Embattled British Prime Minister Boris Johnson gathers his Conservative party on Sunday for what could be its final conference before an election, with the gathering set to be dominated by Brexit.
Despite a string of parliamentary setbacks and a defeat in the Supreme Court, Johnson insists he will take Britain out of the European Union, with or without a deal, on October 31.
His stance has put him at odds with the House of Commons, which has passed a law blocking a "no deal" exit, and lost him a number of his own MPs.
But it resonates with many pro-Brexit voters and particularly with Conservative party members who elected him in July, and are expected to give him a hero's welcome.
The conference "will be a rally for Boris Johnson and a rally for Brexit", predicted Tim Bale, professor of politics at Queen Mary University of London.
The four-day meeting in Manchester, northwest England, however risks being disrupted by parliamentary business back in London.
MPs were furious at Johnson's decision to suspend parliament for five weeks in early September - a move the Supreme Court quashed on Tuesday - and refused to agree to the normal conference recess.
Opposition parties are threatening as yet unspecified manoeuvres that could force ministers to race back to parliament over the coming days.
But in what will be seen as a snub to MPs, Johnson will deliver his closing speech as planned on Wednesday, when he should be answering questions in the Commons.
Johnson has had a turbulent two months in office, having suffered seven successive defeats in the Commons - in the process losing his majority.
He expelled 21 Conservative MPs when they backed a law requiring him to delay Brexit if he cannot get a divorce deal with the EU by mid-October.
Johnson suspended parliament but the Supreme Court ruled this unlawful. And when he called for an election before Brexit day, MPs blocked him.
In a further headache, a police watchdog is looking into whether he should face investigation over his links to a US businesswoman when he was London mayor.
But Johnson responded with defiance to the court ruling and has focused his ire on MPs, accusing them of "surrendering" to the EU and trying to undermine the 2016 referendum vote to leave.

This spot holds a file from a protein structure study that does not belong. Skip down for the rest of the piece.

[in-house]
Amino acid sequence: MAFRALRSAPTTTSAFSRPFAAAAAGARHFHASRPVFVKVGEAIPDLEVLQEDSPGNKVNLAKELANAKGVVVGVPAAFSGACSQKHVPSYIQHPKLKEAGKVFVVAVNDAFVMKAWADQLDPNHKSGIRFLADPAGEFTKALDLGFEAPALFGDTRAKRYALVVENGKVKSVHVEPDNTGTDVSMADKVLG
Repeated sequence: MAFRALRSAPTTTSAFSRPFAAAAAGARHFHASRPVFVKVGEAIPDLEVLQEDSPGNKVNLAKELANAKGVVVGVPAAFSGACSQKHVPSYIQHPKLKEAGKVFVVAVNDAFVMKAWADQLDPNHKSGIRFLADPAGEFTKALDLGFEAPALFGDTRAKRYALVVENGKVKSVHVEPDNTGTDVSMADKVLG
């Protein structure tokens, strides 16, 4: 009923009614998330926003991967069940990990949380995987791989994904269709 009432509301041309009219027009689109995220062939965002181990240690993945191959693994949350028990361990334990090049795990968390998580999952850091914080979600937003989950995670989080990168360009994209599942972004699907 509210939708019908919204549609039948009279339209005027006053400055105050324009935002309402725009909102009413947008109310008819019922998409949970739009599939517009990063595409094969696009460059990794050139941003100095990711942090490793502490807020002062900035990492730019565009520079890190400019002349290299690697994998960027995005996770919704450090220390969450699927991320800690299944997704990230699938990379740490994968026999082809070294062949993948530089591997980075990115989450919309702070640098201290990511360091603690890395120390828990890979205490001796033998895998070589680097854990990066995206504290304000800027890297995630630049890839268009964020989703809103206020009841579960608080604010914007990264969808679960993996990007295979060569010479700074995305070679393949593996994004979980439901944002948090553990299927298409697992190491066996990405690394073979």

His rhetoric drew accusations of stoking division, but it appears to be winning over pro-Brexit voters.
The Conservatives have had a clear lead over the main opposition Labour party since Johnson took over.
A YouGov survey this week put them 11 points ahead, while an Opinium poll on Sunday put this lead at 12 points.
"What he's trying to do is maximise support among Leave voters," Chris Curtis, a political research manager at YouGov, told AFP.
Poll numbers matter because, with parliament deadlocked, most commentators expect an election in the next few months.
But Johnson must overcome a key hurdle before then.
The law passed by MPs means he can only deliver Brexit on October 31 if he strikes a divorce agreement by an EU summit on October 17.
But few in Brussels are optimistic and the latest round of talks ended on Friday without a breakthrough.
Constantine Fraser, an analyst on European politics at investment service TS Lombard, said Johnson's team were running out of options.
"They hung their credibility on an October 31 exit from the EU and it's very difficult to see how they can deliver that," he told AFP.
"So their response is going to be to come out fighting, to dial up the rhetoric and to dial up the confrontation."
Not all Conservatives are enamoured by Johnson's approach, but many moderates will avoid conference.
Former finance minister Philip Hammond who was expelled from the Conservative ranks over the Brexit law, warned his party had become one of "ideological puritanism that brooks no dissent".
Most MPs fear that leaving the EU with no deal would be economically disastrous, but the government insist it has stepped up preparations for such a scenario.
Josh Hardie, deputy chief of the influential CBI lobby group, warned Sunday that firms "cannot be protected against the worst effects".